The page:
Are these brands seeing loyalty as a result of these giveaways? Or is this more a viable strategy to drum up new interest rapidly?

We’re seeing a closer-knit brand network as a result of these promotions, and a quick surge in (inter)activity on their online feeds. But to really drive awareness and spread the word about our brands, we’re going to need to leverage some kind of cross-network promotional strategy. We’re working on it. Stay tuned.

Twitter v. Facebook, Round 1.

Today, I stumbled upon this article, one of may highlighting the Facebook “like” as a show of support for a business. Countless others speak to the number of users on Facebook versus Twitter. (Here’s one diminishing the reach of the latter.)

It’s been my gut feeling that Twitter’s the easier “quick fix” marketing solution; I help clients expand their reaches by following relevant tweeters en masse, and most follow back because it’s a low-impact way to stay in touch with a brand. I use Twitter’s mico-blog style to share links and images, set a call to action for contests, etc, and have no trouble building a solid following. But Facebook is a little more tricky. For me, anyway, liking something on Facebook is 1)both more of a commitment and 2)often triggered by a friend or a sense of personal connection. I’ll explain:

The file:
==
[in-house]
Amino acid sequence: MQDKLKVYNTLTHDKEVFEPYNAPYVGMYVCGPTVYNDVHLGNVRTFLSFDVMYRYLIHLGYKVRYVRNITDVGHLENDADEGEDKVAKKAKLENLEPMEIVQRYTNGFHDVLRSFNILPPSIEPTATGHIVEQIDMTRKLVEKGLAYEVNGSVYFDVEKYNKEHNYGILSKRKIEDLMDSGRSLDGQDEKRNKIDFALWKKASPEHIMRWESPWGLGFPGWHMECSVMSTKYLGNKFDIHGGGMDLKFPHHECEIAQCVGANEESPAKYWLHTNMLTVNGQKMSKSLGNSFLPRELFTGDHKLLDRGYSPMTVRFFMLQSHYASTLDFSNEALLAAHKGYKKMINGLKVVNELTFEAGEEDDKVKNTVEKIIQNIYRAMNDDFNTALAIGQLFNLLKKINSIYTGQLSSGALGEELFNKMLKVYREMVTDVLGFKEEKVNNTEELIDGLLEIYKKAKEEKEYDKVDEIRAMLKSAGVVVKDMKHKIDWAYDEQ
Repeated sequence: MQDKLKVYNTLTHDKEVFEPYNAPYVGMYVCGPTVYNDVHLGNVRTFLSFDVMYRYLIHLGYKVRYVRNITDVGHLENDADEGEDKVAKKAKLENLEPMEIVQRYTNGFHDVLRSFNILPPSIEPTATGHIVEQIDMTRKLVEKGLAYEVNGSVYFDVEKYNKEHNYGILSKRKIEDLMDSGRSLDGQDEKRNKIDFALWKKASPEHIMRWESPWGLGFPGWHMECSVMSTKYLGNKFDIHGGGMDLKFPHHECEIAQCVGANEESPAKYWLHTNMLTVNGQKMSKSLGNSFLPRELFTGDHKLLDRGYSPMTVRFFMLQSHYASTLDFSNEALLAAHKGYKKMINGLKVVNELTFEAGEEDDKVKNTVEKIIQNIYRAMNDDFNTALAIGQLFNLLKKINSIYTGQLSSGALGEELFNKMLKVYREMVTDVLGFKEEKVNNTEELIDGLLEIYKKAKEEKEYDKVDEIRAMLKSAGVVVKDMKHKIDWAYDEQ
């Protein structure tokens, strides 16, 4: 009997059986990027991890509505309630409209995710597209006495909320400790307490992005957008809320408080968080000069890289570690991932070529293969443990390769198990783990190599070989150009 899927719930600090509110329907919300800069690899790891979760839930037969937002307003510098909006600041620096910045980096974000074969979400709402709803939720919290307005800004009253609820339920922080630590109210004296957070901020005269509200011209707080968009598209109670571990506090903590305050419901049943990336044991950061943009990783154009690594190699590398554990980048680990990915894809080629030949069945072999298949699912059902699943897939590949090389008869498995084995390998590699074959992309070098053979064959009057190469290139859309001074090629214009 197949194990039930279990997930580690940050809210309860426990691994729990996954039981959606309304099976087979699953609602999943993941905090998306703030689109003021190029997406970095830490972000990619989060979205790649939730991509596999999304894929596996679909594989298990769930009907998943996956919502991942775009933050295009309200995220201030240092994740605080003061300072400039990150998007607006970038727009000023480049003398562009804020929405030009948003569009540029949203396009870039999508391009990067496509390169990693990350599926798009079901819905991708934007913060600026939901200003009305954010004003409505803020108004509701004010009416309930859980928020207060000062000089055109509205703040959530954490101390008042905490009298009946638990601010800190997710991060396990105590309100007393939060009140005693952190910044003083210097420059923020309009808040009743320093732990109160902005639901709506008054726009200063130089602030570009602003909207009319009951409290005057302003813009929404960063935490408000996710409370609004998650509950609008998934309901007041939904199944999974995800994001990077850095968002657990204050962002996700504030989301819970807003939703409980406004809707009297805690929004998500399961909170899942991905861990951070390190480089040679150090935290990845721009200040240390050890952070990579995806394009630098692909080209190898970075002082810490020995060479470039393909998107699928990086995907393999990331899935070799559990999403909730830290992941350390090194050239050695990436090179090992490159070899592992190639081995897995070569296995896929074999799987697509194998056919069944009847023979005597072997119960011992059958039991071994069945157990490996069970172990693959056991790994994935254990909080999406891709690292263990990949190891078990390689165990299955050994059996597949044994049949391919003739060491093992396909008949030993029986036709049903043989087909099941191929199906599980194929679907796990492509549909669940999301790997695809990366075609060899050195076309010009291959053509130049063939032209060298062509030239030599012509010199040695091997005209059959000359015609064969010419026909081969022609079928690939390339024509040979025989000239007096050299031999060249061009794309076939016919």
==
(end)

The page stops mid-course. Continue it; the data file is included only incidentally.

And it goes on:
I follow a network of people I actually know on Facebook– friends, coworkers, old contacts from school, etc. To “like” a brand, I need to really like it, or feel some kind of connection. I’ll typically like a coworker’s band, a family member’s business in an irrelevant part of the country for me, or a cause page a friend is passionate about. So, how do the brands I don’t love from experience or feel a call to action to like hook me? Here’s how they do it, and you can too.

Successful cross-platform marketers are sharing unique content on Facebook. Today’s post was triggered when one of my favorite brands to follow online, Seven for all Mankind Jeans (Twitter) shared that they’d posted new product shots to Facebook. Naturally, I took the plunge, made the commitment and checked it out. Sharing photo galleries, hosting a giveaway, making an anticipated announcement…mention it to your twitter fan base and actually post the content on Facebook. No brainer, right? Maybe not.  It’s a real, deliberate effort for me to remember to share certain things only on Facebook and to ask my Twitter followers to venture on over. Time will tell if their “likes” stick.

These beauties are mine, and I can thank the power of brand influence, technology on the go, and my complete inability to pass by the Kate Spade store on Newbury Street and not go in. I first saw this pair of must-have patent leather, pointy-toed, Mary Jane-inspired, rubber-soled flats on their Instagram feed.